Why invest in cinema halls, when the owners do not make money
Pijoush Bandyapadya speaks to DOT
There is obvious reason for the cinema halls for announcement for all-out strike from April 12 in demand to relax movie import policy and more initiative to produce quality local movies.
Days after the India-Pakistan war in 1965, then Pakistan (Bangladesh was eastern province of Pakistan) banned exhibition of Indian movies in cinema halls all over the country. After Bangladesh independence, a law also includes ban on Pakistan cinema since 1972.
If English movies are allowed to be imported, then there should not be any hesitation to import movies from any other countries. The cinema-goers market should be freed. Once there is multiple choices, surely the people will go to movie theatres.
An audience expects to laugh and cry. Empathy is created while watching the movie. If this do not occur, the audience will not return to watch the movie unless the content of the cinema is worth recommending.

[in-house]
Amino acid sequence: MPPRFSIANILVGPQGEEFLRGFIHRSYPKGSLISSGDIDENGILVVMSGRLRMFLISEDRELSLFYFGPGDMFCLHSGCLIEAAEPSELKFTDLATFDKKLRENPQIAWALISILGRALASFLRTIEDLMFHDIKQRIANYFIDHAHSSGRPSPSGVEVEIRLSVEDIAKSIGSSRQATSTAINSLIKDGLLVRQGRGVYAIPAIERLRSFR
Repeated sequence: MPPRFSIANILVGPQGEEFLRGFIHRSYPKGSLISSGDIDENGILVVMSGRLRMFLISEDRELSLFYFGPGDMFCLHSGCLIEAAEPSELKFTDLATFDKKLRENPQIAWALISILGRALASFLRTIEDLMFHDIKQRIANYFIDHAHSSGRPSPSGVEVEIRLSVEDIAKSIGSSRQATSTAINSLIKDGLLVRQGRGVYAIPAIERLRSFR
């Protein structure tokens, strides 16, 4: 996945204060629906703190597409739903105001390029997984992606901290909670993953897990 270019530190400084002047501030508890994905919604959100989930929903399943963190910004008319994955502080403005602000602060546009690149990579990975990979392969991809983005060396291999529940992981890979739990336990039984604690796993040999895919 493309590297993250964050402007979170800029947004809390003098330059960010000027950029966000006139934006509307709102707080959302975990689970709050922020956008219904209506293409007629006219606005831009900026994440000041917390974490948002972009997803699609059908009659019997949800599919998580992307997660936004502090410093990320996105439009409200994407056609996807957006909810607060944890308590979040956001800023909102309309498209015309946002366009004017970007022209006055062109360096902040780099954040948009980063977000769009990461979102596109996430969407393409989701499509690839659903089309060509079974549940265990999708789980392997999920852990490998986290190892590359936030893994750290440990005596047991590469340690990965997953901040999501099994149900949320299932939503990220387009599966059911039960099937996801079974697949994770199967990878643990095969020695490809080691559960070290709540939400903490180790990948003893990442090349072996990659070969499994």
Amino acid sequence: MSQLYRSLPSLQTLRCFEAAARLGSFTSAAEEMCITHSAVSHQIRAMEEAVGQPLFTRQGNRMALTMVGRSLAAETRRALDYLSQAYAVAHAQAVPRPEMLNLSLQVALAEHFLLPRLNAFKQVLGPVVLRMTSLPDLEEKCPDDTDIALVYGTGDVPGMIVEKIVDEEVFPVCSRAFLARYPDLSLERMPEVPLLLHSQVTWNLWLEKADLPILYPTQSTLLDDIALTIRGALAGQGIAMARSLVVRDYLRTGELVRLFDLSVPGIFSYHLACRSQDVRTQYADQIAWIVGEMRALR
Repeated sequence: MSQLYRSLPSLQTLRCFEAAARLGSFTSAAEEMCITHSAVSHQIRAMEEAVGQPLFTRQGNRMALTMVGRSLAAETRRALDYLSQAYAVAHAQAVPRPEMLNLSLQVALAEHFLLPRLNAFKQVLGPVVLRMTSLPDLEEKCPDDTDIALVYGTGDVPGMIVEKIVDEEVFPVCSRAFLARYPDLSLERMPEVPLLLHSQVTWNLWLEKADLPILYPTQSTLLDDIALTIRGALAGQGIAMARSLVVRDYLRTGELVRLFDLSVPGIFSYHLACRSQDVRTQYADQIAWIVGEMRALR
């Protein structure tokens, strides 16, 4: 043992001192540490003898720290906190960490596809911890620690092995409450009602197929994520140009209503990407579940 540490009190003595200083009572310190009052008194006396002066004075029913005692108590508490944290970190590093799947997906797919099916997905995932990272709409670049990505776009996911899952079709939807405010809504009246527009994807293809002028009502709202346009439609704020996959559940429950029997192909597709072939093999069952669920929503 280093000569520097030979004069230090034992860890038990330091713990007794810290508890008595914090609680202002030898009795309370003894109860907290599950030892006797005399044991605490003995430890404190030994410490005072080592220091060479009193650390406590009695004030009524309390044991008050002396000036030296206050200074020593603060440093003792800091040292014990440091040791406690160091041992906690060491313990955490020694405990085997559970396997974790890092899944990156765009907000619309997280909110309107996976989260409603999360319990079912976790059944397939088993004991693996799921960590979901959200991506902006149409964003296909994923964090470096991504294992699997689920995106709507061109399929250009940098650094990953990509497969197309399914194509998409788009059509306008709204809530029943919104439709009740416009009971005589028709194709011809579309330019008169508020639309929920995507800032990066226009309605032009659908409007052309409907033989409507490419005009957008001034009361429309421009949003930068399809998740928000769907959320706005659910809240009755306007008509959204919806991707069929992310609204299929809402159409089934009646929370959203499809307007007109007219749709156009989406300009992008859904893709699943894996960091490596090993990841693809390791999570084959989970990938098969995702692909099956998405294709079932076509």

Many go to halls after hearing from friends and colleagues. Now social media, specially Facebook is the best medium for spreading words.
Every moviegoer pays an entertainment tax. What happens if the audience is not entertained? They will stop going to watch movies.
Why would cinema halls invest in renovation, equipment, seats and other facilities when they cannot make enough from showing flop movies.
Well if the cinema halls are converted to commercial buildings or shopping malls, they will get incentive from the government to establish a multiplex, meaning digital projection.
Good cinema or award winning films will not make the movie theatres to make money. Only commercially movies will make halls eager to exhibit movies.
To produce quality Bangla movies, there is a need of science and literature to intertwine.
Bangladesh has quality equipment, camera and other facilities in Film Development Corporation. They have technically trained cinematographers, editing panel. Ultimately it is man behind the machine, which makes excellent movies.
There is a wide scope to experiment with films, but there is need for creative scripts and directors. There is no dearth of actors and performers. So where lies the problem? That has to be looked into.
Pijush Bandyopadhyay, is an acclaimed stage, television and film actor. He is a former managing director of Bangladesh Film Development Corporation.
Interviewed by Saleem Samad